Premier: Human rights in China worst since Tiananmen, warns Christian MP’s report

By Alex Williams
Tue 28 Jun 2016

■ The level of respect for human rights in China has reached its worst state since the deaths in Beijing’s Tiananmen Square in 1989, a new report led by a Christian MP has concluded.

Chairwoman of the Conservative Human Rights Commission, Fiona Bruce also says the UK can do “much more” in helping bring about positive change in China, regarding civil liberties.

In their new document, ‘The Darkest Moment: The Crackdown on Human Rights in China, 2013-16’ the Commission called on the UK government and other governments to raise human rights concerns “at every appropriate opportunity”, both publicly and in private discussions.

The report says there were allegations of harassment, arrest, abduction and imprisonment of more than 300 lawyers and their associates, colleagues and family members in 2015.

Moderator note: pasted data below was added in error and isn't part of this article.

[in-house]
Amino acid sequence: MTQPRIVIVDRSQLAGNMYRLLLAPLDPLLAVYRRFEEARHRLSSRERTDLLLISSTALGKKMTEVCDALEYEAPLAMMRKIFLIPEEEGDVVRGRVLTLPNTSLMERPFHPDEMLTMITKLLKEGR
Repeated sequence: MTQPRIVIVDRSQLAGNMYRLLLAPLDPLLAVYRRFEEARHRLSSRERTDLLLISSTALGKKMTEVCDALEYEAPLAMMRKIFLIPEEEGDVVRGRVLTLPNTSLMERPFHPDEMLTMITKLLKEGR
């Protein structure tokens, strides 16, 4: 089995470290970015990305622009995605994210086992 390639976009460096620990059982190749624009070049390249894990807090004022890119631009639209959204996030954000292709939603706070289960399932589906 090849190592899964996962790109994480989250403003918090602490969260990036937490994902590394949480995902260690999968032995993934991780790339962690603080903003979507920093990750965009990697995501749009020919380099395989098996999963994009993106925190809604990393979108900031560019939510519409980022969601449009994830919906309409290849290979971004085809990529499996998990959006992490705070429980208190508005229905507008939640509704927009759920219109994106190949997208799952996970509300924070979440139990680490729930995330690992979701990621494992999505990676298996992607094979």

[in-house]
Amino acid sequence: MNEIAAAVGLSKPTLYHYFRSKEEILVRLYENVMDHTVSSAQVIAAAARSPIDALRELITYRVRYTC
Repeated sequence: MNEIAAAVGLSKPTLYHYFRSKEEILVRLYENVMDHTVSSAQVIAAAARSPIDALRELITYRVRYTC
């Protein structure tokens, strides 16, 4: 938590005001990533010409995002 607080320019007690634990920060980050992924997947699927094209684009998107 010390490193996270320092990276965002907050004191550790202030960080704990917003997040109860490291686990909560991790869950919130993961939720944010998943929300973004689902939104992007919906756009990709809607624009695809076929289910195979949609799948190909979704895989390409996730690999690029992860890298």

The Commission says the UK should use its position as an economic power, Permanent Member of the United Nations Security Council and role in the G8 to exert influence in China.

Writing in the foreword, Fiona Bruce, who is also the MP for Congleton, said: “It cannot be in Britain’s interests, or that of the wider world, to witness a lack of respect for human rights or the rule of law by any country with whom we seek to have a meaningful relationship, without challenging this when we become aware of it.”

The report says the rule of law is “essential” to China being a “reliable partner” and British businesses being able to “invest with confidence” in the country.

Fiona Bruce added: “It is a misnomer to believe that it is impossible to pursue engagement and speak out about human rights at the same time. Others have done so and continued to trade and invest.”

Featuring input from Chinese dissidents and foreign experts, including academics, lawyers, journalists and human rights advocates, the report is intended to be a “valuable source” in helping determined the government’s foreign policy.

The Foreign Secretary, Philip Hammond, says in his Preface to the Foreign and Commonwealth Office’s Annual Report on Human Rights and Democracy 2015 human rights has been “mainstreamed …making it a core part of the everyday work of all British diplomats”.

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